- Core Curriculum
- Our Location
- Committed to Service
- School of Liberal Arts, Education and Social Sciences
- School of Nursing, Science and Health Professions
- Academic Credit
- Just the Facts
- Faculty By Department
- President's Message
- President’s Lecture Series on Health
- Public Relations
- Student Creative Work
- Institutional Review Board
Health product issues: Protecting and advancing public healthJune 5, 2008
How does an agency make decisions when technology, medical practice, companies, and healthcare organizations are continually changing? How can approval decisions be made quickly? We read about recalls for approved products. How safe is safe enough?
Dr. Daniel Schultz, director of the FDA’s Center for Devices and Radiological Health, will speak to these issues at Regis College on Thursday, Nov. 29, from 6:30 to 8:30 p.m.
The FDA regulates the medical device industry. Implantable pacemakers provide critical life support. Clinical chemistry instruments in hospital laboratories provide information for diagnoses. Home-use tests let us know if we have diseases or are pregnant. Imaging systems help the physician see anatomy and physiologic processes within the body. Robotic systems let surgeons deliver therapy with much less invasive trauma. Information technology allows doctors to examine and treat patients in remote locations.
Health Product Issue Lectures are open to the public and present topics of interest to the general healthcare community. The first lecture in this new series explores medical device issues from the perspective of the U.S. Food and Drug Administration (FDA).
The FDA protects and advances public health by regulating medical products, including devices. Patients and healthcare professionals depend on an array of medical devices: sophisticated implants, therapy devices, clinical chemistry instruments, invasive and non-invasive diagnostic/monitoring equipment, as well as home use equipment.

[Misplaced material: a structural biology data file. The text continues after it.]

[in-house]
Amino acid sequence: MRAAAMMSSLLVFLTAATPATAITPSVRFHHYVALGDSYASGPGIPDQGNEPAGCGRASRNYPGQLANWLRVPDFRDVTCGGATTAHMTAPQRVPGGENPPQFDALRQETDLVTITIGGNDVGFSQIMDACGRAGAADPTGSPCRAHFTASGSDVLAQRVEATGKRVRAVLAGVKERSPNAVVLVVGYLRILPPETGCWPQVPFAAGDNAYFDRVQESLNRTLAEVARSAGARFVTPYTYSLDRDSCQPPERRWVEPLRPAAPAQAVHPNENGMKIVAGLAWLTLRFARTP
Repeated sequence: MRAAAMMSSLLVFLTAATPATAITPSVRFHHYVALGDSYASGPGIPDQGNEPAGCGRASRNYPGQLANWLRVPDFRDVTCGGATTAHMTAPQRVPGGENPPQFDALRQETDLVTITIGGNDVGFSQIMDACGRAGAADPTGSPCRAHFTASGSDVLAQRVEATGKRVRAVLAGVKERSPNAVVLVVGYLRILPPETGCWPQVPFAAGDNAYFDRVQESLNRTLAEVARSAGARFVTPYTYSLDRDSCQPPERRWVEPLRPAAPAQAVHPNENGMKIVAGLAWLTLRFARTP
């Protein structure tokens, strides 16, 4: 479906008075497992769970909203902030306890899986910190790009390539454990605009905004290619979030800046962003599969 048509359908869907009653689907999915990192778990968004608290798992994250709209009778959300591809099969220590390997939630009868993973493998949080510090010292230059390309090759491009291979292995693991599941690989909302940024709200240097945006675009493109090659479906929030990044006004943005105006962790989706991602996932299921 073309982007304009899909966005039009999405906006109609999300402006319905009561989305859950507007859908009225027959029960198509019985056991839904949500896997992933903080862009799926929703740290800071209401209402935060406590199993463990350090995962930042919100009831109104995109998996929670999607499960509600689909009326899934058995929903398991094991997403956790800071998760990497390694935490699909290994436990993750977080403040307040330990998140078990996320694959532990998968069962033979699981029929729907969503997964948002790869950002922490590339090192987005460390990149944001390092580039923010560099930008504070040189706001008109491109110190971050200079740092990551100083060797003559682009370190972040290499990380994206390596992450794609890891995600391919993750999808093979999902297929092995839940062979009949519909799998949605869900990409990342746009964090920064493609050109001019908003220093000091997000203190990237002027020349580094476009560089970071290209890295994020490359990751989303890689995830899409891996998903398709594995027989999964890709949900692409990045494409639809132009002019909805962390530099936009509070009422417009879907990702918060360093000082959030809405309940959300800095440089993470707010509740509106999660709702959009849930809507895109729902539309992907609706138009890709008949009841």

The FDA makes decisions affecting many technologies, health conditions, and types of users and patients. If decisions are slow or conservative, useful products do not get to patients. If decisions are not careful, patients are injured or their diseases worsened by the products intended to help them.
Schulz directs the FDA Center responsible for medical devices. He will talk about the role of the FDA, the challenges it faces, and initiatives underway to stay abreast of the advances in technology and healthcare. Schultz is a surgeon with many years of experience in the public health service. Schultz came to the FDA in 1994 and has held numerous management positions within the Center for Devices and Radiological Health.
The Health Product Issues Lectures bring healthcare issues to the general public and healthcare community. Continuing education credits are available. The lectures are organized by Regis College’s graduate program in health product regulation. The event is scheduled for Thursday, Nov. 29, from 6:30 to 8:30 p.m., in the College Hall Foyer of Regis College, 235 Wellesley St., Weston.